The Women Against State Pension Inequality (Waspi) campaign has formed an “interim working group” to help recruit new staff to lead the movement forward, following a split in the leadership.
In a statement published yesterday (3 August), the group revealed disagreements between the five co-founders had “become seriously detrimental to the campaign”, leading three of them to depart.
This came more than a year after the Waspi campaign was set up to fight what campaigners claimed were unexpected changes to state pension eligibility age for women.
The increase to state pension age of 65 for women was originally meant to take place between 2010 and 2020 but in 2011 this was brought forward to 2018. Both sexes’ pension age is currently set to increase to 66 by 2020 rather than by 2026.
Following the split, the remaining founders of Waspi, Anne Keen and Celia Jones, will make up the interim working group, alongside “two very active Waspi women”, Mieke Vrijhof and Pat Tarttelin. Both the latter have a background in the charity sector.
But despite the apparently acrimonious split, Ms Vrijhof attempted to assure the women involved in the Waspi campaign that the leadership shake-up was actually a “huge step forward”.
“The Women Against State Pension Inequality campaign was founded in May 2015 by five ordinary women, who never envisaged that their initial efforts would grow into a huge national campaign,” the group stated.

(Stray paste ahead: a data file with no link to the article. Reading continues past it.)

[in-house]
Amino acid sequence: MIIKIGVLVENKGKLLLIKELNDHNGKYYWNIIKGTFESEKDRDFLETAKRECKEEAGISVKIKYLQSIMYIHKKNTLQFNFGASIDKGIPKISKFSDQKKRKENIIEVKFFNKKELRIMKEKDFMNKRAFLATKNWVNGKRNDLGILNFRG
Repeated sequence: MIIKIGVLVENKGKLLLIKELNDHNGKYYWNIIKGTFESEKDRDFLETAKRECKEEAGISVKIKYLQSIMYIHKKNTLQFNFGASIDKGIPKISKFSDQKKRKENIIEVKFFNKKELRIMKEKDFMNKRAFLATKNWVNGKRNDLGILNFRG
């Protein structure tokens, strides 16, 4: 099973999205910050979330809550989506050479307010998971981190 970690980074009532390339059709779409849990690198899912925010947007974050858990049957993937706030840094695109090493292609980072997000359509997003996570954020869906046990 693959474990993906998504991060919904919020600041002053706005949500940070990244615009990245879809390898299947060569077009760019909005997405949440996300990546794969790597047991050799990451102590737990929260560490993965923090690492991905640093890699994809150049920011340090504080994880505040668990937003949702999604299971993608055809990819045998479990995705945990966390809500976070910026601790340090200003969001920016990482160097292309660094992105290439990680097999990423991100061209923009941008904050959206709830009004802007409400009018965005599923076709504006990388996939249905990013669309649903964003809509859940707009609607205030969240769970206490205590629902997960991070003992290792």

“We are proud of what has been achieved to date. In order to move forward and convert the support for the campaign into action and a positive outcome for us all, however, we also need to be realistic and acknowledge that the campaign has grown too big to manage for five women with no previous experience of campaigning.”
The organisers said they would recruit people with experience in lobbying, public campaigning, public relations, social media, research, law, finance and fundraising. Ms Vrijhof confirmed the positions would be voluntary.
She told FTAdviser a core aim of the revamped Waspi team was to make the campaign better known. “There are still lots of women around the country who don’t even know they won’t get a pension at 60.”
Ms Vrijhof stressed the campaign was looking, not for a return to the state pension age to 60, but for “transitional arrangements” for those women who were caught unawares by the increase in eligibility age.
She warned politicians to take notice of the campaign’s “grey power”, suggesting they could build momentum to bring down a government in the next general election. However, she said the appointment of new prime minister Theresa May was a positive sign, because unlike David Cameron, she “fits the Waspi profile”, as a woman born in the late 1950s.
Former secretary of state for work and pensions Stephen Crabb said in May that granting concessions on the issue of state pension age was “fiscally impossible”, adding the Waspi campaign had not offered any “fiscally neutral” solution.